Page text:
The teaching technique of Phog Allen is as fierce and unconventional as the man himself. "You just do the playing," he tells his boys. "I'll do the fighting and talking." In practice he lathers his players with phrases they hear in their sleep: "Guard as if your arms were cut off at the elbows.... The knees are the only springs in the body—bend them!...Pass at angles, run in curves." When philosophizing on the game he will use such terms as "pronation" and "supination" to describe hand and wrist action, and he likes to teach a "stratified transitional man-for-man defense with zone principles."

Allen's advice and opinions are trumpeted in the tones that brought him his nickname. During Phog's early coaching days at Kansas a student sportswriter heard him umpiring a baseball game and promptly dubbed him "Foghorn." Soon the label was bastardized to "Phog" by a scribe named Ward (Pinhead) Coble who decided he wanted "to doll it up."

Not so with Phog's fantastic record. Allen is the only college basketball coach anywhere whose teams have won more than 700 games—his over-all record standing at 752 won and 220 lost. He has won or shared 31 conference titles at Kansas, finished worse than second only nine times in 44 seasons. KU has been in six of the 16 NCAA play-offs since they started in 1939, reaching the finals three times, and winning once—in 1952.

It's not easy to find a satisfactory tribute for a man of Phog Allen's stature, but his friends in Kansas have worked out a couple of ideas. Last week the legislature passed a special resolution permitting Allen to remain on the KU payroll for three years past the mandatory retirement age of 70, which he reaches next November. Although the university is not sure it can arrange this extension, it has another honor ready. The new $2.5 million athletic plant, with its 17,000-seat basketball gym, will be christened Allen Fieldhouse, defying a tradition that no KU buildings should be named for living men. It is a reasonable concession to a man whose athletes have already worn out two gymnasiums during his coaching career.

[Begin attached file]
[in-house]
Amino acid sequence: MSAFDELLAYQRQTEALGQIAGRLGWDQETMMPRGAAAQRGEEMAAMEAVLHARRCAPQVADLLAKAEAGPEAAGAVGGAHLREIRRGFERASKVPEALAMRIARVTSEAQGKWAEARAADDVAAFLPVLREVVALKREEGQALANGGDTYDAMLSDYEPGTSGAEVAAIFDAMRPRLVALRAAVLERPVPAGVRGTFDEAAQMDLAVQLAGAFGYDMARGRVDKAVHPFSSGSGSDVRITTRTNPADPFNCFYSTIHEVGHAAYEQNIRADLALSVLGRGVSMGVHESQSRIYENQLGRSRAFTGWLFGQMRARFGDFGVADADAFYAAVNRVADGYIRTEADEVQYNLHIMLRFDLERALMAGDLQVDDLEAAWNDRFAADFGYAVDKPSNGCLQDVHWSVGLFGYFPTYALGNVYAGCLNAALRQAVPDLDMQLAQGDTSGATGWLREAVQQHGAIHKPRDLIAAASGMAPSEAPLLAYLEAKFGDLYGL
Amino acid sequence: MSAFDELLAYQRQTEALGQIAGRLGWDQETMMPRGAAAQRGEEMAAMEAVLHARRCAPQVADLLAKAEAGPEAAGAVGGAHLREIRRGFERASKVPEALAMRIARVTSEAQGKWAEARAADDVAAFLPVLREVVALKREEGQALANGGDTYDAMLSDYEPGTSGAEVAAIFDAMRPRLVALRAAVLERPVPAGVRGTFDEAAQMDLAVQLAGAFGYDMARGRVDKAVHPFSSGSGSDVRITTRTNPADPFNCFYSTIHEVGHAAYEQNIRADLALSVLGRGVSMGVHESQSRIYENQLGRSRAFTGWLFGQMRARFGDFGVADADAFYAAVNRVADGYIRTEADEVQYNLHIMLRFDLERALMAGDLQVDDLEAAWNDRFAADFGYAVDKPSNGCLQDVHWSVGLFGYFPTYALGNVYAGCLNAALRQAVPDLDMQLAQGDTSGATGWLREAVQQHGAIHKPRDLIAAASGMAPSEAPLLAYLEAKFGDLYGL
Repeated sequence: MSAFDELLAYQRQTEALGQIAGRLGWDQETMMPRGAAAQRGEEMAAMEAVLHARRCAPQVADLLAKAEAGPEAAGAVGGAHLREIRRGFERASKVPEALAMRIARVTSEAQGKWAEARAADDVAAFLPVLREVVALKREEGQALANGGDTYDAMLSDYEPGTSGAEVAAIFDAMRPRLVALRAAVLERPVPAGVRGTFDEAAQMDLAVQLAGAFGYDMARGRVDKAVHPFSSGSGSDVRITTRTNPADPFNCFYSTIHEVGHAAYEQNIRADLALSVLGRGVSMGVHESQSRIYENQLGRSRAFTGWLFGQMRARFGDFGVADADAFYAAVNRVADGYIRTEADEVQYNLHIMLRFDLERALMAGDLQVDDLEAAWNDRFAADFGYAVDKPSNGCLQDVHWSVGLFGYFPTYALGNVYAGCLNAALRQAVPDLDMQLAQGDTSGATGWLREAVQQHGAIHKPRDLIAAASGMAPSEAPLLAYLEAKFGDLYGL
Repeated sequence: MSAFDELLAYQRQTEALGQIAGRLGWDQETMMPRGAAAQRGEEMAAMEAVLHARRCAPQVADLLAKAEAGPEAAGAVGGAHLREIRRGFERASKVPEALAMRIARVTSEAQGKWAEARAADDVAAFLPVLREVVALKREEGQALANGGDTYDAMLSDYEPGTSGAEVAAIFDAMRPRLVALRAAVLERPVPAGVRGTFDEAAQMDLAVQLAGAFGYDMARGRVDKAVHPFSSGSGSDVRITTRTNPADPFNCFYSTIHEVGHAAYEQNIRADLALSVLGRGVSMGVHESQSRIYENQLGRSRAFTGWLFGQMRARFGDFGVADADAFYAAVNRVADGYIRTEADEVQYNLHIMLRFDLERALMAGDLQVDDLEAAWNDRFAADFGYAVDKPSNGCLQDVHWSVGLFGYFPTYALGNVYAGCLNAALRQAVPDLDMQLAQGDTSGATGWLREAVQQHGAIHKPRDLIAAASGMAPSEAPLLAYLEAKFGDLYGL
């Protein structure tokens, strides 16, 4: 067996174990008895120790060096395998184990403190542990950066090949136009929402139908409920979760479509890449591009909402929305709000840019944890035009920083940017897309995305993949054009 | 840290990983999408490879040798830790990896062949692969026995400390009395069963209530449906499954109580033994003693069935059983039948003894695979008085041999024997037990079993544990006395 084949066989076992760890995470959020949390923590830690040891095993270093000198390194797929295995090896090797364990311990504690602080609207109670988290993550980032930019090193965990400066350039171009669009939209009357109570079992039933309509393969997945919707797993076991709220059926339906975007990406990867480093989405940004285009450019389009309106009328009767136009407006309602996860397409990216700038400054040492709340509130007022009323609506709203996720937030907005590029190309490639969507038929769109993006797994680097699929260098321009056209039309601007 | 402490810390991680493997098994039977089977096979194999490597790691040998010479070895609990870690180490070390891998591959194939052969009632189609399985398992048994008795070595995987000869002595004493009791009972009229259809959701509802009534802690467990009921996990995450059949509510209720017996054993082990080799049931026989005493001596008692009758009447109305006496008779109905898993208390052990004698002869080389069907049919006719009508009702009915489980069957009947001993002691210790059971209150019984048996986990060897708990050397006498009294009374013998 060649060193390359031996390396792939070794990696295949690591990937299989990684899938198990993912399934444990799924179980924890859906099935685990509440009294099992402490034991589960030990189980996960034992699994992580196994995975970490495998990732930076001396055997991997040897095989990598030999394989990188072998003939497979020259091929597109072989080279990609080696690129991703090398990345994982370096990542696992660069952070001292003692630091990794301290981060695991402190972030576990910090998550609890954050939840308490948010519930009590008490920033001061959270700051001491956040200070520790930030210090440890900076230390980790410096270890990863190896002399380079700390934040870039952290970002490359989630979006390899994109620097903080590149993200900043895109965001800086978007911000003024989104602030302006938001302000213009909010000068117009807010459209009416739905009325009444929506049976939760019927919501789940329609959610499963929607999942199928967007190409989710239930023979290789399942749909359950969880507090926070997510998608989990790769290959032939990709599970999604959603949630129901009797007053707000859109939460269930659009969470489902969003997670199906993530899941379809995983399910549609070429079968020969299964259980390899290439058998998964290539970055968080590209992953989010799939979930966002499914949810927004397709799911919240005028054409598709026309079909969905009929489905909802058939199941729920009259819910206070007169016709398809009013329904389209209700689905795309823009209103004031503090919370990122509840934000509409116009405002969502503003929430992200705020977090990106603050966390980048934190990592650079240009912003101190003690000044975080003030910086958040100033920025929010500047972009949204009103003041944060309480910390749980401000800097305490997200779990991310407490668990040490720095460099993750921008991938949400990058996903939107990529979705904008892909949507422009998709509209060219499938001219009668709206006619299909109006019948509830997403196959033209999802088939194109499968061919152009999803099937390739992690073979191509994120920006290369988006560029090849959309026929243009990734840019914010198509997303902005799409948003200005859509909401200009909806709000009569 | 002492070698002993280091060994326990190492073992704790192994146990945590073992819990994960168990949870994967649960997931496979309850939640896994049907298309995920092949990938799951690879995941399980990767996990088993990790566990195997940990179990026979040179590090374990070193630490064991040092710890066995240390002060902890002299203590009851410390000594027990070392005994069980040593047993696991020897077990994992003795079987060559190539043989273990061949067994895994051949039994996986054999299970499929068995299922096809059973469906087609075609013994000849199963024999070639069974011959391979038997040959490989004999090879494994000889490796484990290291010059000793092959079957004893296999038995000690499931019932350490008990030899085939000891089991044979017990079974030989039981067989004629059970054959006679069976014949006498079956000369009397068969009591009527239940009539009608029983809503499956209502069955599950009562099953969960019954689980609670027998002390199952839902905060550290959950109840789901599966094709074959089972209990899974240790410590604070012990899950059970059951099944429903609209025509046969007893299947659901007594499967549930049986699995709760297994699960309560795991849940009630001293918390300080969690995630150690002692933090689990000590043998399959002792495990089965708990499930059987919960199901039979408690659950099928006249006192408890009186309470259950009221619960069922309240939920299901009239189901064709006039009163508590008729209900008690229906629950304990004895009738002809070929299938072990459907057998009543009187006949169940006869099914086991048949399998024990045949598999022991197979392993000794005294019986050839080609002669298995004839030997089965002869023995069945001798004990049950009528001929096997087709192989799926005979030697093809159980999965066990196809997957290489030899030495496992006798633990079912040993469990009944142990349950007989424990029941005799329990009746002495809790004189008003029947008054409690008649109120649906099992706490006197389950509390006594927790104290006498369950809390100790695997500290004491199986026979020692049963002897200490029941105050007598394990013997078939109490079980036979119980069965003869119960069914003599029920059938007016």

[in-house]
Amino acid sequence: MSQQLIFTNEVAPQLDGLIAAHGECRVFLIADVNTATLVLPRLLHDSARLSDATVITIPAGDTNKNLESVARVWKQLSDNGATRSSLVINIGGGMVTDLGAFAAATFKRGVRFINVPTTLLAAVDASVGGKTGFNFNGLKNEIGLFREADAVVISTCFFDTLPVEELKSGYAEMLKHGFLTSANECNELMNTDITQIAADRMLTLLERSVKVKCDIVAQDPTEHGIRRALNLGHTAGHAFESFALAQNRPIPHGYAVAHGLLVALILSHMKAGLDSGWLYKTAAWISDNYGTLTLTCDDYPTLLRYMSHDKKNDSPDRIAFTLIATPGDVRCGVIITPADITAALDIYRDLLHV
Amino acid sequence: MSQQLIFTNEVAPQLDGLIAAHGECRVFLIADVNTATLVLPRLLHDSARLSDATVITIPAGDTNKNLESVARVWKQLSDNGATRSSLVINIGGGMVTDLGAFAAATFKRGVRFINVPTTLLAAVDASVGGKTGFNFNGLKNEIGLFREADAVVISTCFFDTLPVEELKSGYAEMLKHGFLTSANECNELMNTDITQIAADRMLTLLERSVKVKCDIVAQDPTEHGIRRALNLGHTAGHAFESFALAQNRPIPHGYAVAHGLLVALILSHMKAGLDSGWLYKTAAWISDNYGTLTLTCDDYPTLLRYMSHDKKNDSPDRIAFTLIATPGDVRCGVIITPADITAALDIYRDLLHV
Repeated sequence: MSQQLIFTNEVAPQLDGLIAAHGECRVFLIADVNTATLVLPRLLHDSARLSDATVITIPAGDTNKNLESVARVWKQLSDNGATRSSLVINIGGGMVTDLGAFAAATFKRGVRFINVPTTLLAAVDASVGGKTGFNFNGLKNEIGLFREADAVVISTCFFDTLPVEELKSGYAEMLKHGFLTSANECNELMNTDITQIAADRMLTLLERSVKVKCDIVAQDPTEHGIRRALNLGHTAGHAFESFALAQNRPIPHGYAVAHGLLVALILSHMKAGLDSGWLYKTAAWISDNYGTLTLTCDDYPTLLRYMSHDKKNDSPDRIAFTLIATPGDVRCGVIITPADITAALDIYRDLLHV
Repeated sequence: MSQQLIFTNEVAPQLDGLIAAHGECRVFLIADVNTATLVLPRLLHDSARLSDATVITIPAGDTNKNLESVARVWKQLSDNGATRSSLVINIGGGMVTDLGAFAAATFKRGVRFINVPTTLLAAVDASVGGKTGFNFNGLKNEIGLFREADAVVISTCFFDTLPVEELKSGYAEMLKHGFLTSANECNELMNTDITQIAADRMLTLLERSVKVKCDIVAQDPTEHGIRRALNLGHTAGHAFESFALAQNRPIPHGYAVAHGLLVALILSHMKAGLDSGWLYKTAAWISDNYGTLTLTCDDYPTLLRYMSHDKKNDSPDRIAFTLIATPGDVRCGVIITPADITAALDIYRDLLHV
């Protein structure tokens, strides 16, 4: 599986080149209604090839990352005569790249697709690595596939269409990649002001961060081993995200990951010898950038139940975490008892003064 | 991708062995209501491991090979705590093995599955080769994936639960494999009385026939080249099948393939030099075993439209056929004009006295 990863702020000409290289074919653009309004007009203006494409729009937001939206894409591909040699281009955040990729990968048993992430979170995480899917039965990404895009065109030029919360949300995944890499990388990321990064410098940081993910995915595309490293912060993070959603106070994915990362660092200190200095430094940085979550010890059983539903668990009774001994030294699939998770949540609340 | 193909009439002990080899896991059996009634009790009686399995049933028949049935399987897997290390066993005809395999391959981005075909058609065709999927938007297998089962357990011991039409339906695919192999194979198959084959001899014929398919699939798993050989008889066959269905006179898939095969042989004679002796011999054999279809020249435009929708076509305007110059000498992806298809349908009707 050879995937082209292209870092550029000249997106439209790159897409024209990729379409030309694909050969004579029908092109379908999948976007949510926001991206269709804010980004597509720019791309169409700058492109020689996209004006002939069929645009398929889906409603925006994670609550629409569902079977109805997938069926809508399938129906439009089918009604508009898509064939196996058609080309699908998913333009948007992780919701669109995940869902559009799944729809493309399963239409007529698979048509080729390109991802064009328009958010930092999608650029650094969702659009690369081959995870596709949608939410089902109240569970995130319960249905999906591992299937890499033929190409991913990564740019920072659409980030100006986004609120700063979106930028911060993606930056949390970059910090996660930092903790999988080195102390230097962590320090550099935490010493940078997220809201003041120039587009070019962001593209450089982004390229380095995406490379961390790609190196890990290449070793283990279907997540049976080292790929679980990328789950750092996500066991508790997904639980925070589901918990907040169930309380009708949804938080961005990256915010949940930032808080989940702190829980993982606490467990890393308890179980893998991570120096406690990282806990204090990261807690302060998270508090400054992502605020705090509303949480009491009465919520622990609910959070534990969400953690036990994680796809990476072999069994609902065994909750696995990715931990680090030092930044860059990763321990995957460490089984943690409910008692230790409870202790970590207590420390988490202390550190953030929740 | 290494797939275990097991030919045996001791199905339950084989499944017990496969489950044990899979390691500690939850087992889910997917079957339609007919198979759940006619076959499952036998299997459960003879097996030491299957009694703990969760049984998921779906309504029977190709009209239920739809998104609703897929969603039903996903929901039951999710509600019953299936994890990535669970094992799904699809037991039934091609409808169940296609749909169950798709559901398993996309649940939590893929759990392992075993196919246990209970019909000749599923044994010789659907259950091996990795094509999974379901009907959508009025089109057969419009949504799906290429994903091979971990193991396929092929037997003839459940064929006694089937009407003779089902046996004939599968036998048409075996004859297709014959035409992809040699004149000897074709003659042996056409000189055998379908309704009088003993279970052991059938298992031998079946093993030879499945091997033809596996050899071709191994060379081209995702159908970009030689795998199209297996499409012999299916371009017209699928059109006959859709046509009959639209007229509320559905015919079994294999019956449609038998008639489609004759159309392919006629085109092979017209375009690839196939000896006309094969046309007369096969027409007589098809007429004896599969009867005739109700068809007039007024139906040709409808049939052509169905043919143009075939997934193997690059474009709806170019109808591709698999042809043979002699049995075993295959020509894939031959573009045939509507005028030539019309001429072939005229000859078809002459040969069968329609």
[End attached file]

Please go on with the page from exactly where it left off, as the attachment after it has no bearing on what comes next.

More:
They will tell you in Kansas that where Phog Allen is, controversy can't be far behind. So it was in 1944 when Phog first warned that gamblers were toying with college basketball. "Allen's hogwash," was the retort of Nat Holman, whose CCNY players were caught deep in the mire of the subsequent scandal six years later. While press and rival coaches accused Allen of losing faith in basketball and American youth, he stuck to his guns and had the sad satisfaction of being proved correct.

Lately Phog Allen has again raised the storm warnings on gambling. During a TV interview in Topeka he told of an attempt by "a big cigar" to fix the referee of a recent Midwestern game (the referee has since denied it). "Gambling is again rearing its ugly serpentine head and threatening basketball," Phog thundered over the air. "The same guys that used to be in this ugly business are back in it. They're just a little more coy and careful now. And there are teams right now that are in business for themselves, and nobody else."

Before he bows out of basketball, Phog Allen would like to see the colleges appoint an athletic czar to police such evils as gambling. "Unless we have enforcement," he has warned, "some more fine American kids are going to be dragged into the slime." Not that Dr. Forrest Clare Allen believes in babying athletes; after all, he sometimes gets his teams in the right mood for a game by showing them movies of a mongoose and a cobra fighting to the death.


Scramble, pilots!
Carry your maps;
Broad jumper didn't
Lower his flaps.
—Barney Hutchison

THREE ILLUSTRATIONSILLUSTRATION"All right, Sir Edmund Hillary—dinner's ready."